may be she will listen to him. Begone!

POTHINUS (darkly). I know to whom I must go now.

FTATATEETA (suspiciously). To whom, then?

POTHINUS. To a greater Roman than Lucius. And mark this,
mistress. You thought, before Caesar came, that Egypt should
presently be ruled by you and your crew in the name of Cleopatra.
I set myself against it.

FTATATEETA (interrupting him--wrangling). Ay; that it might be
ruled by you and YOUR crew in the name of Ptolemy.

POTHINUS. Better me, or even you, than a woman with a Roman
heart; and that is what Cleopatra is now become. Whilst I live,
she shall never rule. So guide yourself accordingly. (He goes

It is by this time drawing on to dinner time. The table is
laid on the roof of the palace; and thither Rufio is now
climbing, ushered by a majestic palace official, wand of office
in hand, and followed by a slave carrying an inlaid stool. After
many stairs they emerge at last into a massive colonnade on
the roof. Light curtains are drawn between the columns on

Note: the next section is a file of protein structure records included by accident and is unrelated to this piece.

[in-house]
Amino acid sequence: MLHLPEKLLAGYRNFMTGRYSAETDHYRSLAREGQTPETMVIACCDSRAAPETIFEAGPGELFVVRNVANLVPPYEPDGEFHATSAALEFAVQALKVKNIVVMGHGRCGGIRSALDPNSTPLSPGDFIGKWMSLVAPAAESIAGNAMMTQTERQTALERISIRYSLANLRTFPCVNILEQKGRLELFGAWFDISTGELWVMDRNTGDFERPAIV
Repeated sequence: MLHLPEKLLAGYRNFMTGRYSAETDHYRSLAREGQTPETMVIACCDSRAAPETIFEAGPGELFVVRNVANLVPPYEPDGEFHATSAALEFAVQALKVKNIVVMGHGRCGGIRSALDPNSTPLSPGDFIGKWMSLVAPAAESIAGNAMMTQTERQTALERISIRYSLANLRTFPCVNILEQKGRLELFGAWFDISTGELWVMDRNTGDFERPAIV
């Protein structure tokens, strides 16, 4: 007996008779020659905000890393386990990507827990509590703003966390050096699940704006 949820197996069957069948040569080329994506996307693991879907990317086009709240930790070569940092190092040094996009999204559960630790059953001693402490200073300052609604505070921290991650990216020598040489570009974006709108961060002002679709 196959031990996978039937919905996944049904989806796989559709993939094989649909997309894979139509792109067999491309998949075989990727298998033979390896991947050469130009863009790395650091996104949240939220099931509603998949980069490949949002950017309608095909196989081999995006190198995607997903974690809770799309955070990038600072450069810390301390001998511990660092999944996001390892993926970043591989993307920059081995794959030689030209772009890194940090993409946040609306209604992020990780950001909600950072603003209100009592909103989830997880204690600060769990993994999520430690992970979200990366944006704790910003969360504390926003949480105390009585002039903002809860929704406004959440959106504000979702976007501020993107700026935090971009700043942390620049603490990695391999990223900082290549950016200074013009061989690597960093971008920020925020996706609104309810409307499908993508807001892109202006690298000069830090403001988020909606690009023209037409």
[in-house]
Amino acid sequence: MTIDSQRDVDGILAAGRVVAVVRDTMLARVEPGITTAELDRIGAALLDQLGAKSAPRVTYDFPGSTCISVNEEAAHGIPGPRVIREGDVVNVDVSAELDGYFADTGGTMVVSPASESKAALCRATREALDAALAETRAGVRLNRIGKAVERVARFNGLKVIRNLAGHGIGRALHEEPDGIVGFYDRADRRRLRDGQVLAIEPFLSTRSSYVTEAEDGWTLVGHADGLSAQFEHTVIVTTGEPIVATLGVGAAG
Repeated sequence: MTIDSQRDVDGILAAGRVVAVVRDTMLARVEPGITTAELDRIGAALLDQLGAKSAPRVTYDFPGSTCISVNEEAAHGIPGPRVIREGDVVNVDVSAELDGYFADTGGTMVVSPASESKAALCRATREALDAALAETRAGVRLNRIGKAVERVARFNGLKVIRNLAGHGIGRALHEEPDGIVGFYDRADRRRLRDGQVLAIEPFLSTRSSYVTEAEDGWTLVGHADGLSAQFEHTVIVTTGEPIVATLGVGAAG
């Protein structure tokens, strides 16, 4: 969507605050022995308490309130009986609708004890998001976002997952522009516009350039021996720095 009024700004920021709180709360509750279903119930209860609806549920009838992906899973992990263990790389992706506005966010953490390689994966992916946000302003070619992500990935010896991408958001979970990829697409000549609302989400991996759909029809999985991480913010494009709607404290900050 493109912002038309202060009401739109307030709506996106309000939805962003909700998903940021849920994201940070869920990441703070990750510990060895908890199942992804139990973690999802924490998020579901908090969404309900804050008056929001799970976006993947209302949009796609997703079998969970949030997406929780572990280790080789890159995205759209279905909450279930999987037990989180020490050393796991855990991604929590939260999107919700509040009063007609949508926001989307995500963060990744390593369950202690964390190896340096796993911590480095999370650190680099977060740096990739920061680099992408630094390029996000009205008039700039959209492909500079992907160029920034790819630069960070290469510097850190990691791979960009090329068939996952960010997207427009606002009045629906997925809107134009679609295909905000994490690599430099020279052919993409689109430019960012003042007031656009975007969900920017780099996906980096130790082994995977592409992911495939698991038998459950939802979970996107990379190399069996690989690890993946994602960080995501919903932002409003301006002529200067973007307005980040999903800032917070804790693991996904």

the north and east to soften the westering sun. The official
leads Rufio to one of these shaded sections. A cord for pulling
the curtains apart hangs down between the pillars.

THE OFFICIAL (bowing). The Roman commander will await Caesar

The slave sets down the stool near the southernmost column, and
slips out through the curtains.

RUFIO (sitting down, a little blown). Pouf! That was a climb. How
high have we come?

THE OFFICIAL. We are on the palace roof, O Beloved of Victory!

RUFIO. Good! the Beloved of Victory has no more stairs to get up.

A second official enters from the opposite end, walking

THE SECOND OFFICIAL. Caesar approaches.

Caesar, fresh from the bath, clad in a new tunic of purple
silk, comes in, beaming and festive, followed by two slaves
carrying a light couch, which is hardly more than an elaborately
designed bench. They place it near the northmost of the two
curtained columns. When this is done they slip out through the